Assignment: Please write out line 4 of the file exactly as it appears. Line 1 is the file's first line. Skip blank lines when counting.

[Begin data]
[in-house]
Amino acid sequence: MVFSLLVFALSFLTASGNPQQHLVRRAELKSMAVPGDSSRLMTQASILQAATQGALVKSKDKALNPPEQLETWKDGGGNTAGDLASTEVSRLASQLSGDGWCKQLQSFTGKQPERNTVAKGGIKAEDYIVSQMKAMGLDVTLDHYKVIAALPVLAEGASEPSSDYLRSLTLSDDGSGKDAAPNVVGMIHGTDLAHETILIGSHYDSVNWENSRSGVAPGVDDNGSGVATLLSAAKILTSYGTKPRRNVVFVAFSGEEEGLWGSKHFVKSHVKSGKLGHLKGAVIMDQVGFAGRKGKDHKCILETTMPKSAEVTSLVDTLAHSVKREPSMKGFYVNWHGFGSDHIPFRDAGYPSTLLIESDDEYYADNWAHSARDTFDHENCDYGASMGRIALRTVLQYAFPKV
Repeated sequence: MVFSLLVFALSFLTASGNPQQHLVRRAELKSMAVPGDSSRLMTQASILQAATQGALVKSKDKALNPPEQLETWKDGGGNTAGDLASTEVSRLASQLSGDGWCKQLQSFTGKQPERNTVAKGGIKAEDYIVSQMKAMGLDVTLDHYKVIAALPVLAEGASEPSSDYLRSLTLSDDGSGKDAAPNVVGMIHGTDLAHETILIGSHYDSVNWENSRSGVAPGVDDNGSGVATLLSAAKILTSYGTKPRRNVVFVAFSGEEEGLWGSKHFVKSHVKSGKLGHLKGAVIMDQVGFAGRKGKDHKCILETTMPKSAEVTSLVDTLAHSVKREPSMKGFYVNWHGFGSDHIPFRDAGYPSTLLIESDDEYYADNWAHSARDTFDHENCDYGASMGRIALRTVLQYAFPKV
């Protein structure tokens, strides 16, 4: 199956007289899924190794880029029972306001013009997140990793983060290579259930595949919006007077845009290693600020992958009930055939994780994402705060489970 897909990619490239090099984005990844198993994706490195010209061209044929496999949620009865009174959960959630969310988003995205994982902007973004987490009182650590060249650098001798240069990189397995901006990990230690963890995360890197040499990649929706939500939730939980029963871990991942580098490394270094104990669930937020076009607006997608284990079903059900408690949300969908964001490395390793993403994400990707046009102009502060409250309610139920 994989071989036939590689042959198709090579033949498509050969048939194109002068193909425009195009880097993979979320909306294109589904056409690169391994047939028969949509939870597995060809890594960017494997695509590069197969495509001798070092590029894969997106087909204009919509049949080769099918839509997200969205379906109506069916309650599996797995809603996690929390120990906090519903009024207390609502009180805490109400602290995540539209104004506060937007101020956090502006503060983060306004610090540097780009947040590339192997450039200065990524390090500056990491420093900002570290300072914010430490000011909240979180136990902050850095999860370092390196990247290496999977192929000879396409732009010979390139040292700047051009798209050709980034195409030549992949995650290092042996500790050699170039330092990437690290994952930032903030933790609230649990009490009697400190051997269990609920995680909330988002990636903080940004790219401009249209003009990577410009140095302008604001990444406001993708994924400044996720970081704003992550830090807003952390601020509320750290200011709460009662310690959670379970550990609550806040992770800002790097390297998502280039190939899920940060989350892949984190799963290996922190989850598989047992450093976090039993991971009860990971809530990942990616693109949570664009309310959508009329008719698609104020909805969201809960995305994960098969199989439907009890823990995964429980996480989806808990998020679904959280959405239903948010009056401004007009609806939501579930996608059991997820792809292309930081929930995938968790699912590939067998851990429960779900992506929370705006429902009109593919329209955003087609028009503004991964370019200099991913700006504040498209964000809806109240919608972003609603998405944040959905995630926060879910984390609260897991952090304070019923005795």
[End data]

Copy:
């Protein structure tokens, strides 16, 4: 199956007289899924190794880029029972306001013009997140990793983060290579259930595949919006007077845009290693600020992958009930055939994780994402705060489970 897909990619490239090099984005990844198993994706490195010209061209044929496999949620009865009174959960959630969310988003995205994982902007973004987490009182650590060249650098001798240069990189397995901006990990230690963890995360890197040499990649929706939500939730939980029963871990991942580098490394270094104990669930937020076009607006997608284990079903059900408690949300969908964001490395390793993403994400990707046009102009502060409250309610139920 994989071989036939590689042959198709090579033949498509050969048939194109002068193909425009195009880097993979979320909306294109589904056409690169391994047939028969949509939870597995060809890594960017494997695509590069197969495509001798070092590029894969997106087909204009919509049949080769099918839509997200969205379906109506069916309650599996797995809603996690929390120990906090519903009024207390609502009180805490109400602290995540539209104004506060937007101020956090502006503060983060306004610090540097780009947040590339192997450039200065990524390090500056990491420093900002570290300072914010430490000011909240979180136990902050850095999860370092390196990247290496999977192929000879396409732009010979390139040292700047051009798209050709980034195409030549992949995650290092042996500790050699170039330092990437690290994952930032903030933790609230649990009490009697400190051997269990609920995680909330988002990636903080940004790219401009249209003009990577410009140095302008604001990444406001993708994924400044996720970081704003992550830090807003952390601020509320750290200011709460009662310690959670379970550990609550806040992770800002790097390297998502280039190939899920940060989350892949984190799963290996922190989850598989047992450093976090039993991971009860990971809530990942990616693109949570664009309310959508009329008719698609104020909805969201809960995305994960098969199989439907009890823990995964429980996480989806808990998020679904959280959405239903948010009056401004007009609806939501579930996608059991997820792809292309930081929930995938968790699912590939067998851990429960779900992506929370705006429902009109593919329209955003087609028009503004991964370019200099991913700006504040498209964000809806109240919608972003609603998405944040959905995630926060879910984390609260897991952090304070019923005795």